It's been $10 for years. This isn't a new cost, nor do I expect it to go up like you unreasonably suggested. I take it as a "Processing and Handling" fee more than "Shipping" fee. Lots of extra work must go into sending out all of those packets of badges and tickets.
USPS charges $6-7 for the Priority Mail shipping, so the $10 is mostly consumed by that, not by Gen Con charging a "processing fee".
When a company like Gen Con is going to mail out thousands of pieces of mail, it costs them more than the shipping. It's not like they have someone in the office licking stamps and hand writing addresses. I would guess they send it all to a mailing service. This is a company that takes the envelopes and a spreadsheet of names/addys and prints all the envelopes, plus the indicia (the 'postage paid' coded stamp). Then someone is taking those envelopes and stuffing them with the tickets. The envelope stuffing is going to cost the same either way, but the printing of those envelopes for mailing, by a mailing service, will cost more than sticking a label with just a name on it for Will-Call.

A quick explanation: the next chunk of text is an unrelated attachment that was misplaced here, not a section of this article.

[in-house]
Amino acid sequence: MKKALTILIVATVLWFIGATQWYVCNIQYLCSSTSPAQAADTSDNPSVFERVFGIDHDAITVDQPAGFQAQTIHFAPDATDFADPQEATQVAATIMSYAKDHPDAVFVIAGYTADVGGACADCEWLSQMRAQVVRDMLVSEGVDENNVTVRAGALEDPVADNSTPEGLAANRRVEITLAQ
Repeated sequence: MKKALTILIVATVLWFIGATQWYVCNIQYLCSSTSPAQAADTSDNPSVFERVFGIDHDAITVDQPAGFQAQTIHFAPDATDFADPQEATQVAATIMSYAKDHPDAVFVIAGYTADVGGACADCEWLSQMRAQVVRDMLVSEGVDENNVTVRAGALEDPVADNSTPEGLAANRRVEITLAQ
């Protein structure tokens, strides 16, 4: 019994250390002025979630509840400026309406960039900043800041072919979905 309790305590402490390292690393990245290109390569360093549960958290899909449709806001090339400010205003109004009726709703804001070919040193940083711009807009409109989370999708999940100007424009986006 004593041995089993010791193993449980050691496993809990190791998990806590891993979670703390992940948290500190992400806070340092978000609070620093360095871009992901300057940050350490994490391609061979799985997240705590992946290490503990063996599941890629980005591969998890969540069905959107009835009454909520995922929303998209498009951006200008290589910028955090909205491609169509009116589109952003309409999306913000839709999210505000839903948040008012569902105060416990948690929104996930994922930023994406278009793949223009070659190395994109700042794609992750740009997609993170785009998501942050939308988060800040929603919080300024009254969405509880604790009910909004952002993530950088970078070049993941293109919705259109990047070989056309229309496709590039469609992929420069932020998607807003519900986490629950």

tl/dr: 'shipping and handling' charges are real things.
They do most of it in-house. Back in May they were looking for temp employees to do the work.
EDIT: Beat me to it, buffythecatslayer! :)
Alec Usticke, Fans of Gen Con Facebook Group
Honestly, if they are addressing and printing thousands of envelopes in-house...their costs are likely higher than using a mailing service. It's just that those costs are shifted to office supplies and temps. Stuffing envelopes in-house makes sense, you don't want to have the mailing service responsible for putting the right tickets in the right envelopes. But the printing and addressing in-house...I'd be surprised if they are saving money that way, or even breaking even compared to the cost of a mailing service.
@GenCon: look into mailing services, lol
Yeah, I was at the post office yesterday, and I saw the priority mail cost for the size envelope used by Gen Con listed as 7.95. So $2.05 for Gen Con's portion of the handling and addressing doesn't seem terribly out of line.